There are many projects being conducted with corporations. this joint work give the students the opportunity to see the world outside the university, which provides many opportunities to learn by coming in contact with real business activities. In the projects with RISD staff and students, the corporations also say that they gain fresh ways of thinking.
“For the partner companies, the goal is not so much the design of a particular project, but the fresh way of thinking that helps them invigorate their organization,” Mr. Dunnigan says.
Without the restriction that the name “art college” can bring, a big step for RISD also came with the appointment in June of 2008 of Japanese-American John Maeda as President of the school.
“The President was formerly Assistant Manager of the MIT Media Lab, and he brought the sponsorship method to RISD,” Mr. Dunnigan explains. “This strengthens the ties with outside companies, and was also involved in student financial aid. Thanks to this, we were able to enroll more students who are qualified but were not able to afford the school. This was a very positive change for us.”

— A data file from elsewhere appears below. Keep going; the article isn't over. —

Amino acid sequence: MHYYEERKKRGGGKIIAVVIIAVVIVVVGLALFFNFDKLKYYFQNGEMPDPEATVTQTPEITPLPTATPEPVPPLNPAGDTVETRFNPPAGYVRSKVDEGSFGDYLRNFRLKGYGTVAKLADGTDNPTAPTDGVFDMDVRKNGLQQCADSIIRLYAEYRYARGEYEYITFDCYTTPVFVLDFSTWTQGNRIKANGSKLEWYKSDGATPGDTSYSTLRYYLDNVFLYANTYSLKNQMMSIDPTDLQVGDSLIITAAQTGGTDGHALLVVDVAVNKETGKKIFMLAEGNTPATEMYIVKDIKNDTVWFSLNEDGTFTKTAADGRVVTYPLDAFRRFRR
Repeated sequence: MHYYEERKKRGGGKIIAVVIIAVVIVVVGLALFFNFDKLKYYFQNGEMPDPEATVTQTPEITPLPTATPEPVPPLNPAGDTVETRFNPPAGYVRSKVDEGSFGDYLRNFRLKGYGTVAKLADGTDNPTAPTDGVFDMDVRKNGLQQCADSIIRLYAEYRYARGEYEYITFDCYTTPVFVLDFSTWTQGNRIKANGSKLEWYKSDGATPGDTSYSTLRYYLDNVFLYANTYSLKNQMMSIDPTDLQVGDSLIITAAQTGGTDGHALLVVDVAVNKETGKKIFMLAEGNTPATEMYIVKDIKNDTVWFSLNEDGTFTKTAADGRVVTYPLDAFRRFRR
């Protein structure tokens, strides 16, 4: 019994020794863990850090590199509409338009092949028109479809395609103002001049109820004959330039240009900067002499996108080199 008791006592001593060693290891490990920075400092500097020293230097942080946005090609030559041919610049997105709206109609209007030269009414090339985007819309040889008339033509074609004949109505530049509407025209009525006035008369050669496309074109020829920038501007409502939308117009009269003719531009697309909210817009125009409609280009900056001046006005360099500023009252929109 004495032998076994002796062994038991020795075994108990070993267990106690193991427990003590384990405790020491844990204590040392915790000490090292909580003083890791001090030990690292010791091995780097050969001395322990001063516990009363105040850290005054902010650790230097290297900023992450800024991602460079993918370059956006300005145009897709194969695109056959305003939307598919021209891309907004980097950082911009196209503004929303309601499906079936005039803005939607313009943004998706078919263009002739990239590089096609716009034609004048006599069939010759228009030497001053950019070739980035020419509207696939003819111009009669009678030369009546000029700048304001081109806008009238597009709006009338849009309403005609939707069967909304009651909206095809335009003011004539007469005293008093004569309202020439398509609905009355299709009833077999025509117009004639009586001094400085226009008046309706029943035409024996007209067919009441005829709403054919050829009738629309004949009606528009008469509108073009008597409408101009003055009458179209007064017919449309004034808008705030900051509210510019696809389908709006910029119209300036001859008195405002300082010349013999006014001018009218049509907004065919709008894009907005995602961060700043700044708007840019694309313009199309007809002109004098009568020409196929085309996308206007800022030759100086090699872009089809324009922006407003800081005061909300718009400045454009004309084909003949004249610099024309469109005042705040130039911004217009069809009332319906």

John Maeda is a graphic designer, professor and writer with a number of degrees in his possession. He is very actively promoting RISD around the world, and continues to speak out on the importance of art and design for RISD.
“I believe we are entering a new age of innovation in which artists and designers will be working together with engineers,” Mr. Dunnigan says. “This is not in traditional fields like painting or furniture, but artists and designers becoming active in fields such as government organizations or health care.” As RISD continues to transmit this new way of thinking in the future, it will also be even more active in many business areas.
July 11th, 2013 the RISD campus Providence, Rhode Island, United States
The campus, making use of an old building in Boston. Once a bank, the pillars and walls remain. Even the vault is there underground.
Animals, plants, insects, nuts—a huge variety of specimens are stored here.
Graphic designer, visual artist, computer scientist and more, Mr. Maeda carries many titles. Assistant manager of the MIT Media Lab’s Simplicity Consortium, he became president of RISD in June of 2008. His book The Laws of Simplicity describes a method for simplifying life, design and business. In 2008 he was named to Esquire magazine’s list of the 75 most influential people for the 21st century.